Among those here is Marietta mom Lucia McBath, who lost her son five years ago when the 17 year old was shot and killed in the parking lot of a Florida convenience store during a 2012 argument over loud music.
“I’m here along with all these other moms to let the NRA know we’re not going to stand for this extremist agenda around the country,” McBath said. “And we’re not going away. The fear mongering, the untruths -- we’re definitely going to let them know we’re not going to stand for it. We’re not going to let them keep pushing it, especially in this state I live in in Georgia.”
McBath said that while her son’s death was devastating, it also galvanized her into action. She now works with Everytown for Gun Safety, a national gun-control group that’s active in Georgia and organized Saturday’s rally, and is a member of the Everytown Survivor Network traveling the country speaking on the issue.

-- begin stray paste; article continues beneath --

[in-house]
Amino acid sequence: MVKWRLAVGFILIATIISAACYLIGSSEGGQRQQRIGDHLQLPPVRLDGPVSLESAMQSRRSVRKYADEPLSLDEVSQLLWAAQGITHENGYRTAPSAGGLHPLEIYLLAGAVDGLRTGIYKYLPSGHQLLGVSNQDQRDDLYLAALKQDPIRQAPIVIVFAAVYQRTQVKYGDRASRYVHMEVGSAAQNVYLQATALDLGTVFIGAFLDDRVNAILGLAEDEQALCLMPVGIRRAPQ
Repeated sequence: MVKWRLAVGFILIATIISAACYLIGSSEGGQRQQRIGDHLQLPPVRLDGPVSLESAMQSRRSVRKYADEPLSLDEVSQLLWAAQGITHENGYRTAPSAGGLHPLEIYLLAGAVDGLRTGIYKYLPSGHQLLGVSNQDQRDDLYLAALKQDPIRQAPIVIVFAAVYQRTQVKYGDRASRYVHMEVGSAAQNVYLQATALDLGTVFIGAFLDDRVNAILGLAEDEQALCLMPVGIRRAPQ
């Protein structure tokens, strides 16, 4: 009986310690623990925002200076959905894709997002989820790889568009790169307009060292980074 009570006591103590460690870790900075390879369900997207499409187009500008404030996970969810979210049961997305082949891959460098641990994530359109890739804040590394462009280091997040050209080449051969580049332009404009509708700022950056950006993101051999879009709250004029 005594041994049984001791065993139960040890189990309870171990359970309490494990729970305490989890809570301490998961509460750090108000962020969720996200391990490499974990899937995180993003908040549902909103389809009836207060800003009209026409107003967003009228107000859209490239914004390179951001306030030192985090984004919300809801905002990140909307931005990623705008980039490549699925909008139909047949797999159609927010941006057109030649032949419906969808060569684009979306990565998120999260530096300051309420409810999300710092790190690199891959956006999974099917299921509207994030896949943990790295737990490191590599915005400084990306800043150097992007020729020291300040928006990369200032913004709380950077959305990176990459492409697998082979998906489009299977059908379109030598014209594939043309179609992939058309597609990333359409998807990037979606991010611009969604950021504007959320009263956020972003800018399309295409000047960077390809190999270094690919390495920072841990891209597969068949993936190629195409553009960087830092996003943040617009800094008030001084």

The NRA, a powerful political advocate for gun rights, has also been a formidable opponent of gun control laws and has advocated for policies that include national reciprocity among states for people who have a weapons carry license.
More than 80,000 people were expected to attend the convention, which is the NRA’s showcase event for the year and also features hundreds of exhibitors.
President Donald Trump spoke at the convention Friday, the first time since Ronald Reagan that a sitting president has attended the gathering.